A Storm, Songs, and Some Pesos.
Last week we experienced a Typhoon-For-a-Day here in Calbayog City (see my last post Christmas Season Typhoon), and just a day after the storm passed, the Christmas caroling season began. In the Philippines, usually beginning on the 16th of December, and for 8 days, children, teens, and even some adult groups will go door-to-door in their villages with hopes of receiving small donations to help their cause. The smaller kids usually spend their hard-sung money at sari-sari stores on the candy and other goodies cause, while the teenage vocalists might save their money for school supplies, projects, or phone loads. Some of the more organized adult groups gladly accept donations and may donate to a local cause or charity. In any case, tonight is the last night of caroling and while many of the caroler’s numbers have dwindled over the last few days, tonight figures to be a busy night. After all, there are free pesos at stake.
Last year, we came to learn that we may have been handing out “way too many pesos” and as a result, we were probably the most visited house in the village. So much so that some groups hit us up multiple times. It wasn’t until my wife recognized several of the teens from earlier in the evening that she realized there was some “double-dipping” going on. So this year, my wife asked the young neighbor girl across the street to assist us with all the caroler’s and in handing out the pesos. We now have an “insider” working for us and because she knows most of the kids in the village, she will easily know when the repeats show up. Last year, some of the more ingenious kids would merge forces with another group and then re-group with a different set of faces, which made it difficult for my wife and I to recognize all the knivery that was going on. But now we have the upper hand! Little “Bernaline” is our informant… our spy of sorts, and is quick to identify the repeat vocalists. Within the first hour on the first night of caroling, the word was out…Can’t hack the foreigner’s house this year! We also cut our donations down to match what most locals were giving, which isn’t much, and that also reduced the total number of groups during the evenings. We are not “easy pickins” no more. I’ve been saving my extra pesos all year (cover photo) and I don’t plan on busting this budget! This is our third Christmas Season and while we are still learning, we are still making adjustments. We reward Berna for her sincerity with a few pesos and a meal to remember before she heads home afterwards. She has become a valuable asset in our little song-filled world.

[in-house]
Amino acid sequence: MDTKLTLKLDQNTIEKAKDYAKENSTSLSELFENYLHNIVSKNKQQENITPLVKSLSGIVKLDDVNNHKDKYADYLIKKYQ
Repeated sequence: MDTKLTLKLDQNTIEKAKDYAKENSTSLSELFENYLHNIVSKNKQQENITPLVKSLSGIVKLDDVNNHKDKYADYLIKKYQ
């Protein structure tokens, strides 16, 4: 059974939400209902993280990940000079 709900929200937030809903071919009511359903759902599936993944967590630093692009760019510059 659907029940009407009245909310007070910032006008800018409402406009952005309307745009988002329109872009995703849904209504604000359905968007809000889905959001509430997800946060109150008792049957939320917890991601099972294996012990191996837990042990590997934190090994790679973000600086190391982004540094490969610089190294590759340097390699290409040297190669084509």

The other night, Berna showed up for caroling duty early and brought along her good friend Francine to assist her at the front gate this night. While waiting for nightfall, Berna asked me if we had any games to play before the caroler’s came. I enthusiastically took the opportunity to break-out the game of “Twister” that we purchased and had shipped over here for the kids to enjoy. It has only been used a couple of times by the kids in our family, and has been on the shelf for over a year. It has never been seen by these two youngsters, so I had fun teaching them how to play and watching the excitement and their enthusiasm – and all the laughs and giggles – in playing this classic game. After about 30 minutes, they were both worn out, tired, and will probably never play again… now that they know how strenuous the game can be. We’ll see.
Tomorrow is Christmas Eve and we have a big family dinner planned. And as tradition here has it, everyone will eat, sit around and talk, laugh, enjoy each others company, have fun, and eat some more…and all (most) will stay up until midnight, to celebrate the arrival of his birthday, their King, Jesus. For me, I usually will turn in when I’m tired…or when the grog runs out, whichever occurs first. I don’t make it all the way to many a “midnight” these days. After all, I’ve seen Santa plenty of times!
Merry Christmas and Happy Holidays from Retired in Samar